Acadian Cuisine Essay

Powerful Essays
Arika Beard
HTY 368

Final: Acadian Cuisine

Within Acadian traditions breakfast is usually the largest meal of the day. For the Acadians breakfast is often pork and beans, homemade bread, and tea. They call it "déjeuner" even though in France that means lunch, which is the biggest meal of the day there. Lunch is called "dîner" and dinner is called “souper”.
The traditional dishes remain very popular with the Acadians; traditional foods such as Poutine Râpée is available at many fast food places now, and Pâté râpé can be ordered in restaurants as well. But other dishes such as, fricot with doughboys are still made at home.
Pork and beans are a favorite with the Acadians. Unlike how we do it here or with Boston Baked Beans, for
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Popular vegetables among the Acadians are potatoes, cabbages, turnips, beans, and peas. Most vegetables are simply boiled, except potatoes which are prepared in a variety of ways. Potatoes are even used in making some desserts. The preferred method of cooking among them is boiling or simmering.
The church influences much of the Acadian cuisine. The church calendar was very important; it also coincided with the Acadians agricultural year. On Christmas Eve, after Mass, Poutine Râpée is served for dinner. On Christmas Day they serve goose, and the meal after Midnight Mass on Christmas Eve is called “réveillon”. Other North American practices such as Christmas trees, Christmas cards, and presents have also been incorporated into an Acadian Christmas, including teaching children about Santa Claus, called "Père Noël."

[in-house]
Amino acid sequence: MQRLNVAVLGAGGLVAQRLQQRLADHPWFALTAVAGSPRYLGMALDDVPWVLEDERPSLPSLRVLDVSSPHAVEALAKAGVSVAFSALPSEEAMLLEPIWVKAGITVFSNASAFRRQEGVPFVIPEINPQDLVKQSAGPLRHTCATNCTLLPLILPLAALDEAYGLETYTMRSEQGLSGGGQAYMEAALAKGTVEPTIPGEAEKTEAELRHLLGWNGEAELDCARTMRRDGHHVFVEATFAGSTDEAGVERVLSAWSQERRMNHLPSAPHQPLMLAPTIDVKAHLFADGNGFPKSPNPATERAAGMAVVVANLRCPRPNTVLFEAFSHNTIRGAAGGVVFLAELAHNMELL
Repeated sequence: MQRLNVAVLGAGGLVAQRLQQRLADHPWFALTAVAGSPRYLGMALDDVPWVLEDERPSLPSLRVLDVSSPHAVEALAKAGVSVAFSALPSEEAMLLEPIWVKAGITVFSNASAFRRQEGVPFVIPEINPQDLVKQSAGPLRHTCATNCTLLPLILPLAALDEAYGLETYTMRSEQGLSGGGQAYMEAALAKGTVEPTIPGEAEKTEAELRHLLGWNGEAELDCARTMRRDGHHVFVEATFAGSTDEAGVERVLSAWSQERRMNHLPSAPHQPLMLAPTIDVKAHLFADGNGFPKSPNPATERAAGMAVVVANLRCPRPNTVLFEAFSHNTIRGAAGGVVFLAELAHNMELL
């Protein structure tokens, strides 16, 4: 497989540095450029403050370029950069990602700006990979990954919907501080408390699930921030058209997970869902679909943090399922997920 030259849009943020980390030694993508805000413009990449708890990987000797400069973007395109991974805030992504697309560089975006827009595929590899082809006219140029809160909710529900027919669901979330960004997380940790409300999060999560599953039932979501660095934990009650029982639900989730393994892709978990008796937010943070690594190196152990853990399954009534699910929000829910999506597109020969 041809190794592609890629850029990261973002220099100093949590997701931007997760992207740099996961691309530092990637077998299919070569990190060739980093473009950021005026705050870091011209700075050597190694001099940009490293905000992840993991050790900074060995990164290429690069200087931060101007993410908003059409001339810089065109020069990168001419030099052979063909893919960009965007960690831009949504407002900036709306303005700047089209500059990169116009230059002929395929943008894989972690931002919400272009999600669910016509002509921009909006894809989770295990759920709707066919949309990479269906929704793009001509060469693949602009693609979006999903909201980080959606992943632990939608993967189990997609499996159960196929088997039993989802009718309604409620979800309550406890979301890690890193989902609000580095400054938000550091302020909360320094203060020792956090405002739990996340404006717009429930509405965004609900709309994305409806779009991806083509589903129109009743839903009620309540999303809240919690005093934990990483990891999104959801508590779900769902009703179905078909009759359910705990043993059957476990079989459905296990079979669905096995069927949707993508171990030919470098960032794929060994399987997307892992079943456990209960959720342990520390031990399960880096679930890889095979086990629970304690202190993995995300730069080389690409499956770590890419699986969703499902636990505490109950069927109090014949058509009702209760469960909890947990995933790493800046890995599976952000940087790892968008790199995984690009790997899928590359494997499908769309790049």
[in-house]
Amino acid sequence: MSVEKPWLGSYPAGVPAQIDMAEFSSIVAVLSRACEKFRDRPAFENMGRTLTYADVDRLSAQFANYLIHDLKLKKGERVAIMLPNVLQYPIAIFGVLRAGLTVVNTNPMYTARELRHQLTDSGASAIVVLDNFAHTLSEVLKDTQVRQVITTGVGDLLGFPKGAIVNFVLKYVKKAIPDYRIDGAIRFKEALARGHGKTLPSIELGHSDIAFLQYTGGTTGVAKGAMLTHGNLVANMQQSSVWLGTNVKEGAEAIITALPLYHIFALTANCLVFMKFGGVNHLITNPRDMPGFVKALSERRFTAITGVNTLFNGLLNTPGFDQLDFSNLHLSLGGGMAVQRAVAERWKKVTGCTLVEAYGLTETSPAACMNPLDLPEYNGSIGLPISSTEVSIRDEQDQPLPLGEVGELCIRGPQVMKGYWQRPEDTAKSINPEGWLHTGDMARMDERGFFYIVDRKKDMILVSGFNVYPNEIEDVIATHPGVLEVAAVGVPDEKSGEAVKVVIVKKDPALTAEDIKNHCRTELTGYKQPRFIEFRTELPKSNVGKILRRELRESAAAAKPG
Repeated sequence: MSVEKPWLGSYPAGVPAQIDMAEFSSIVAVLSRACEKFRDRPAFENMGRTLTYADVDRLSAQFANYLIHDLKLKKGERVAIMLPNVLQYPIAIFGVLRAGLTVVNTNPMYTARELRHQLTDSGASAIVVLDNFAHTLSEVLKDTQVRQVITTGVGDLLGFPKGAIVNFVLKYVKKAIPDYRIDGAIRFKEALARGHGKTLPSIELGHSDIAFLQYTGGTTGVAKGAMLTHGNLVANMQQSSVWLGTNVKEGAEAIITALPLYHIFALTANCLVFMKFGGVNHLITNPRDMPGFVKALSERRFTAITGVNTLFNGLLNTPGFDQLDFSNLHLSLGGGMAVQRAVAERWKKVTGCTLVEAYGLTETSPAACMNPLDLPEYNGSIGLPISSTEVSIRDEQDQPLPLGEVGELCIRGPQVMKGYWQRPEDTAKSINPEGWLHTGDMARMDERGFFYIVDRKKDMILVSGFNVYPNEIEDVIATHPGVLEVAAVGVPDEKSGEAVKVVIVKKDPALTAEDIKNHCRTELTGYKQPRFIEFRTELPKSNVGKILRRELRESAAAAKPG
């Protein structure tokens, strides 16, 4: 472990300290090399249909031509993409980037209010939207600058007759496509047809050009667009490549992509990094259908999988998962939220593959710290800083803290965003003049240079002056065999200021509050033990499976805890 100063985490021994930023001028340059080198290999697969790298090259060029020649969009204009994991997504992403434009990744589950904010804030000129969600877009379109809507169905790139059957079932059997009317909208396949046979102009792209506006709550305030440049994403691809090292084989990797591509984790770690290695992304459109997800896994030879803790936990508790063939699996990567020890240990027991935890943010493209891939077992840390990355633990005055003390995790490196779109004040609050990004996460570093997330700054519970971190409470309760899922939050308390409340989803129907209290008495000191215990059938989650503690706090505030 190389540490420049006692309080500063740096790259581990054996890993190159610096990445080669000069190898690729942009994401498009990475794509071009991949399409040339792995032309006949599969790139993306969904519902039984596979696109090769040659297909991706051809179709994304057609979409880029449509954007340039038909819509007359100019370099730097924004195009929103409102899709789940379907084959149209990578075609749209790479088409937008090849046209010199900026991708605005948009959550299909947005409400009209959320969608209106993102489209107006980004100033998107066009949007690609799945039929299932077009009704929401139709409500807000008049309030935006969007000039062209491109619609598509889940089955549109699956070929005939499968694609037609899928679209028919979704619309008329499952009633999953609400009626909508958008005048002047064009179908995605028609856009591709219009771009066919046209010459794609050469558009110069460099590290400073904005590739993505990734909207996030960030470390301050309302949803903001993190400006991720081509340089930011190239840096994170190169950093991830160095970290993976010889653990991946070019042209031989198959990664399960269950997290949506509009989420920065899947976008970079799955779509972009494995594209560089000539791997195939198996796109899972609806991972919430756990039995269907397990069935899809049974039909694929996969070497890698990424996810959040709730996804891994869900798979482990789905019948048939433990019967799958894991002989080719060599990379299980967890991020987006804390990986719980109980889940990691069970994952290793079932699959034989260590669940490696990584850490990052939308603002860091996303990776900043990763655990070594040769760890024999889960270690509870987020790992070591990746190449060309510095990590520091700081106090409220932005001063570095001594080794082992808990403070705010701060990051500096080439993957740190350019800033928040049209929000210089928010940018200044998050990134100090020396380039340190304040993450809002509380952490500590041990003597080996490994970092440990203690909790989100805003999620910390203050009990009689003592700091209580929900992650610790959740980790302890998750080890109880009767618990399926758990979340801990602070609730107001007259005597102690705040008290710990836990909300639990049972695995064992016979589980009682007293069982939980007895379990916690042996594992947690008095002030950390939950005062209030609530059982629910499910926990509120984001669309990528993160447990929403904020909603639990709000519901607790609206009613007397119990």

On Epiphany, they hold large get togethers for singing, dancing, and card-playing. Pancakes are made at Candlemas. Lent was observed -- not many parties held during it. On Palm Sunday, they used cedar or pine branches instead of palms. The branches that were blessed were used to decorate and protect houses and fishing boats. On Easter Sunday, boiled eggs are traditionally served for
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